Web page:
In what is generally seen as a major embarrassment for the European Commission, the General Court of the European Union overturned €790 million (US$868 million) in fines imposed by
Brussels on 12 international airlines for running a global cargo cartel.
The Court, the second highest court in the 28-nation bloc, said in a ruling that the 2010 decision by the European Commission's competition watchdog was "contradictory".
"The General Court annuls the decision by which the Commission imposed fines amounting to approximately €790 million on several airlines for their participation in a cartel on the airfreight
market," the Luxembourg-based court said in a statement. The decision can still go to appeal in the EU's top court, the European Court of Justice.
The carriers involved in the cartel case were Air France, Air Canada, KLM, Martinair, British Airways, Cargolux, Cathay Pacific Airways, Japan Airlines, LAN Chile, Qantas, SAS and Singapore Airlines. Lufthansa escaped a sanction because it blew the whistle on the cartel.
Brussels had accused the carriers of coordinating their action on surcharges for fuel and security without discounts over a six-year period between December 1999 and February 2006.
However, the court ruled that the Commission's decision contained a confusion about whether there had been four separate offences or one continuous offence coordinated as a whole by a cartel, giving the airlines justification for challenging it.
It said there were "internal inconsistencies" in the Commission's ruling case and that the grounds of the case were "difficult to reconcile with the existence of a single cartel covering all of the routes.”
The court’s ruling might affect pending civil proceedings
Apart from the loss of face for the European Commission's competition watchdog, the court ruling may also threaten several civil cases, including two which logistics provider Deutsche Bahn/Schenker launched in New York and Cologne, Germany at the end of 2014. Just DB Schenker alone claimed compensation of €2 billion.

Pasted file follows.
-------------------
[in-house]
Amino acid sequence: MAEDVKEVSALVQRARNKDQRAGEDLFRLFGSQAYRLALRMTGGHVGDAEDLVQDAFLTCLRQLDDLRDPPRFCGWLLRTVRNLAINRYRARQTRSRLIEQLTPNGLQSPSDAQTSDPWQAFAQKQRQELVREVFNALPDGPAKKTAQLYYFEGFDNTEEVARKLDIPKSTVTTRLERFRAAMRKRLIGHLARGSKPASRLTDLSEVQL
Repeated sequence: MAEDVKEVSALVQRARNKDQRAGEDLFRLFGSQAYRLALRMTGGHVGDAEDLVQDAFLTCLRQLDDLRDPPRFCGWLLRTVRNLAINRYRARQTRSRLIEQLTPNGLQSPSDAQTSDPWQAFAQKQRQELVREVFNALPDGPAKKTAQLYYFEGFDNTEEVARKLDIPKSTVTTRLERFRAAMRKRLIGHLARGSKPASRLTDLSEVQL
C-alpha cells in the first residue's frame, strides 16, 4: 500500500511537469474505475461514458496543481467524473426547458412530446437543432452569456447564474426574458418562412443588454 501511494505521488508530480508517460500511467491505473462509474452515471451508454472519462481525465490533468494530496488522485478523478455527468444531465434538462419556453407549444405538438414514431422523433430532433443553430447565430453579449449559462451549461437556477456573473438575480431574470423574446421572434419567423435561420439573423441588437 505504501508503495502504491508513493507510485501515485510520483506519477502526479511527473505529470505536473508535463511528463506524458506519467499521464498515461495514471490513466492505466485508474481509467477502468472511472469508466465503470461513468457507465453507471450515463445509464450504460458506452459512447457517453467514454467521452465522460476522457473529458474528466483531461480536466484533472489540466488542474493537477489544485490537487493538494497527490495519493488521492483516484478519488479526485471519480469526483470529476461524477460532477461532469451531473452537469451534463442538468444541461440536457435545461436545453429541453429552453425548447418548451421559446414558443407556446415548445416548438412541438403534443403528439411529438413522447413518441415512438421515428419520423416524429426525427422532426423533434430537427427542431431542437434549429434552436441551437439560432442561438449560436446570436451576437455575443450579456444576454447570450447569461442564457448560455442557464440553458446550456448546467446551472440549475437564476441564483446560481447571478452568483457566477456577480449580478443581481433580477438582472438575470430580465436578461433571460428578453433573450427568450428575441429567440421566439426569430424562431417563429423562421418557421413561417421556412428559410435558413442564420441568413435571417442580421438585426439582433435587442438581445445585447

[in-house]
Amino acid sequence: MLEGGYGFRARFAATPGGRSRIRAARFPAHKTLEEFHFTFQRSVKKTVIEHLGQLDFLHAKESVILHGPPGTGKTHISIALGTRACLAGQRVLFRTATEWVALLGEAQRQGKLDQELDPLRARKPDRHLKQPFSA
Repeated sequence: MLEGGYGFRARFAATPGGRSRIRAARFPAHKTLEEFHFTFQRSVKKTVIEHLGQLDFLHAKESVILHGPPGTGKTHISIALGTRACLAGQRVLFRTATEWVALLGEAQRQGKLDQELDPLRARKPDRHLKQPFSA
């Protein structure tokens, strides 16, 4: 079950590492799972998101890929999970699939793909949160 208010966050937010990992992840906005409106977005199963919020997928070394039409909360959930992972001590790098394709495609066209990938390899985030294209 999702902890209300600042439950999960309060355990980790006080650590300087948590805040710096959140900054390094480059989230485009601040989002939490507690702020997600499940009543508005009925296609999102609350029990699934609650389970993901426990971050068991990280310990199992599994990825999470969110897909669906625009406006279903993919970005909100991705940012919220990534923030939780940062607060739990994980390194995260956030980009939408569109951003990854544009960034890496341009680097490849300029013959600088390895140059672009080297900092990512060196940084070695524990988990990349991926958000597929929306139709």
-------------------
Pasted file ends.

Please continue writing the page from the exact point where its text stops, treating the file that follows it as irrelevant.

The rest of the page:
Industry observers say that those lawsuits against most of the same airlines mentioned in the EU case, are now rightfully in jeopardy. They claim that the wave of publicity that accompanied DB/Schenker's announcement of their court cases against the airlines in 2014, was mostly to intimidate the defendants and reach out-of-court settlements with them. DB Schenker itself was fined €35 million by the same European Commission for collusive price fixing in 2012.
Carriers feel relieved
Commenting on the Court's annulment this week, Lufthansa Cargo (which was not sanctioned), said the decision confirmed LH Cargo's position that the EU Commission 2010 judgement was unlawful. A spokesman added that the airline will now evaluate the court's decision, particularly with regard to the pending civil proceedings initiated by other parties.
Most of the other carriers that saw their fines overturned, said they welcomed the Court's decision and would conduct a detailed analysis of the judgement. Air France-KLM, which suffered the biggest fine of around €300 million, welcomed the move and said it abided by competition laws.
"The group hails the decision of the court, which has completely annulled the European Commission's decision and the fines," it said in a statement.
Nol van Fenema